The government responds to the defense contention that bias on the part of Mr. Grossman deserves to be explored by stating that “loyalty to Mr. Armitage or to the State Department” would not cause Mr. Grossman to “invent conversations . . . and testify to them under oath.” (Id. at 14.) Whether the government’s statement on this point is true is for the jury to decide....

Finally, by arguing that Mr. Grossman’s credibility is beyond challenge, the government has once again staked out two hopelessly inconsistent positions. The government asserts that Mr. Libby was motivated to lie under oath to avoid causing “great embarrassment to the administration.” (Id. at 26.) Yet, at the same time, the government also argues that the defense should not have the opportunity to determine whether Mr. Grossman might be motivated to testify in a manner that would prevent embarrassment to the State Department.

Ari Fleischer. The government states that it intends to call former White House press secretary Ari Fleischer to testify about a conversation with Mr. Libby, during which Ms. Wilson’s identity was allegedly discussed.

Again, as with Mr. Grossman, the defense has the right to challenge this allegation and investigate when and how Mr. Fleischer learned of Ms. Wilson’s employment. The government has admitted that “multiple officials in the White House discussed her employment with reporters prior to (and after) July 14,” and the defense has the right to explore whether any of these other officials may also have discussed Ms. Wilson with Mr. Fleischer. (Id. at 30, n.10.) In addition, Mr. Fleischer may have learned about Ms. Wilson’s identity from someone at the State Department or the CIA. The defense therefore needs access to any documents discussing Mr. Wilson, his wife, or his trip to Niger that may be found in the White House or at other agencies. Such documents are needed to investigate properly when and how Mr. Fleischer learned that Ms. Wilson worked for the CIA and when and with whom (other than Mr. Libby) he discussed that fact.

In our moving brief, the defense pointed to an even more specific reason to scrutinize the government’s proffered version of Mr. Fleischer’s testimony. Press accounts suggest that Mr. Fleischer may have learned about Ms. Wilson during his trip to Africa after seeing it in a classified report sent to Mr. Powell on Air Force One and then disclosed this information to reporters. Yet, the government claims that nothing further is required for Mr. Fleischer’s cross-examination than “a copy of the report in question.” (Id. at 12.) In so arguing, the government is once again attempting to dictate which defenses may be raised and which allegations in the indictment may be challenged. Nothing in Rule 16 or the case law of this Circuit suggests that the defense should be limited to cross-examining Mr. Fleischer with only the one report that the government deigns to disclose.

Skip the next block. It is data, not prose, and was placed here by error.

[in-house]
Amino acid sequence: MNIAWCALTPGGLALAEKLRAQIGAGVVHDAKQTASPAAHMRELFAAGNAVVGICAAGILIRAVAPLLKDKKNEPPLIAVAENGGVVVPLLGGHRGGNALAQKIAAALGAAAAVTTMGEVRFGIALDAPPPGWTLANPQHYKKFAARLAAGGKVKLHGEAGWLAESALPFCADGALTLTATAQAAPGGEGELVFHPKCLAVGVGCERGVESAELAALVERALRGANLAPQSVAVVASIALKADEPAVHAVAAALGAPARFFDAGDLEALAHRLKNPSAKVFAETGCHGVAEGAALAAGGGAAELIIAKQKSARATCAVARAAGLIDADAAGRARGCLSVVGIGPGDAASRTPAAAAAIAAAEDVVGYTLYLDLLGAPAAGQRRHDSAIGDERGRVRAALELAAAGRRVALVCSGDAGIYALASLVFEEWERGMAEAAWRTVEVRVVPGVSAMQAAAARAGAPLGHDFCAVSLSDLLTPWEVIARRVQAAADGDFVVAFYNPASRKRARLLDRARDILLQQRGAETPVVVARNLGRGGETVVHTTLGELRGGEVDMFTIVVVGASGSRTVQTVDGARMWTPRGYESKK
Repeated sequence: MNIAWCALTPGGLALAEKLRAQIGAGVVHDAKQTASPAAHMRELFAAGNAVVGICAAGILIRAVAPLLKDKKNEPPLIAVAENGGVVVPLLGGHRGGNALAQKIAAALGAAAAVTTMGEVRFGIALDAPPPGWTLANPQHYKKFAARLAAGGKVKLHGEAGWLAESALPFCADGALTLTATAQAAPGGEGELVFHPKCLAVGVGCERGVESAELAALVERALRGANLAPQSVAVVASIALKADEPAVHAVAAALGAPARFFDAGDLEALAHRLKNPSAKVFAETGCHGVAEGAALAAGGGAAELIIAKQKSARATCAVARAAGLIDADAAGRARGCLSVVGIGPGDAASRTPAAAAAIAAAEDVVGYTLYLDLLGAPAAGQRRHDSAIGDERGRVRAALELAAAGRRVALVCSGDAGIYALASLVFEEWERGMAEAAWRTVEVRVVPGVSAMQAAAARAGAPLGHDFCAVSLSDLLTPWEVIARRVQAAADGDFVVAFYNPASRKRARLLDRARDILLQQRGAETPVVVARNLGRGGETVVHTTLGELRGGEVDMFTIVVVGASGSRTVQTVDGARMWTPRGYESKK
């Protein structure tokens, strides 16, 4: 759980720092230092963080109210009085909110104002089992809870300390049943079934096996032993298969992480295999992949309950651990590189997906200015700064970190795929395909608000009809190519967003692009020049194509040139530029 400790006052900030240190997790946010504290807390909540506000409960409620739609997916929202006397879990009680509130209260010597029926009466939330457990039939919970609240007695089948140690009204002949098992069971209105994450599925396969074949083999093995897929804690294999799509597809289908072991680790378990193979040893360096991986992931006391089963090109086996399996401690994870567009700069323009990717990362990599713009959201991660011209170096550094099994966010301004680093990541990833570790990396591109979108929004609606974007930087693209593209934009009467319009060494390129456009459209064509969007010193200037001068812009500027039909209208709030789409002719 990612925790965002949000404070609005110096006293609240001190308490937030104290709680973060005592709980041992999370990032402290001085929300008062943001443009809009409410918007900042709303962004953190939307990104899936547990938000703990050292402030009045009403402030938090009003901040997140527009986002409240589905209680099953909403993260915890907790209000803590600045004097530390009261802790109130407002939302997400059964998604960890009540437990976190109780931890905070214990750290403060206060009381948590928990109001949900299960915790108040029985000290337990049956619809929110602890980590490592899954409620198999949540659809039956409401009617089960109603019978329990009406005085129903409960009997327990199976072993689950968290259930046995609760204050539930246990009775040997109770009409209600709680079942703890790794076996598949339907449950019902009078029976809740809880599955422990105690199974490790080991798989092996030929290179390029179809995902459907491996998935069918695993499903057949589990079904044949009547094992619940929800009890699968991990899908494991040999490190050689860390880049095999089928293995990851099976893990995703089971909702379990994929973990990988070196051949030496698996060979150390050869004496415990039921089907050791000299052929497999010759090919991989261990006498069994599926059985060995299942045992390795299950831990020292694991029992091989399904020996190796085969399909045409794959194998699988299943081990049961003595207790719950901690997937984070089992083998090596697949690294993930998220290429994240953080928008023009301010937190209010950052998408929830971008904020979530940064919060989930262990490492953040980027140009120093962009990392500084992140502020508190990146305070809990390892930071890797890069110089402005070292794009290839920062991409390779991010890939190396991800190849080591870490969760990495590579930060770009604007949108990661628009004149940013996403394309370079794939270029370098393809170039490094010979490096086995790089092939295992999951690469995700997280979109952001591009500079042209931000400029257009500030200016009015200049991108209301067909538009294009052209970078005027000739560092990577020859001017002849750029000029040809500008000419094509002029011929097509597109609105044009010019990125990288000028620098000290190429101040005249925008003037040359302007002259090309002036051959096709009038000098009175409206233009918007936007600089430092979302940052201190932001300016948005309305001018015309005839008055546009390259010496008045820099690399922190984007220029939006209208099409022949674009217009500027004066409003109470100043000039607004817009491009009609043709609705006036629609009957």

The government’s contention that the report is all the defense needs to cross- examine Mr. Fleischer is unpersuasive. Other documents, totally unrelated to the report, may show that Mr. Fleischer learned about Ms. Wilson from someone other than Mr. Libby. Also, the substance of the report is not as important as what Mr. Fleischer did with or said about the report. That information is likely reflected in correspondence, notes, or e-mails in Mr. Fleischer’s files, not in the report itself. After reviewing such documents, the defense will be better equipped to examine Mr. Fleischer about whether he saw the report on Air Force One, whether he recognized that it contained classified information, and whether he communicated its contents to anyone else.

Karl Rove. Senior White House advisor Karl Rove figures prominently in the government’s indictment. He allegedly spoke both to Mr. Novak and Mr. Libby about Ms. Wilson’s affiliation with the CIA. Accordingly, the government’s statement that it does not presently intend to call Mr. Rove does not diminish his importance in this case. The defense is likely to call Mr. Rove to provide testimony regarding Mr. Libby’s conversations with Mr. Rove concerning reporters’ inquiries about Ms. Wilson, as expressly discussed in the indictment. (Indictment, Count One, at ¶ 21.) Documents from Mr. Rove’s files about the subjects outlined in the indictment are discoverable pursuant to Rule 16 because without them the defense cannot effectively prepare for Mr. Rove’s examination. As discussed above, Rule 16 compels disclosure of such documents even if Mr. Rove remains a subject of a continuing grand jury investigation.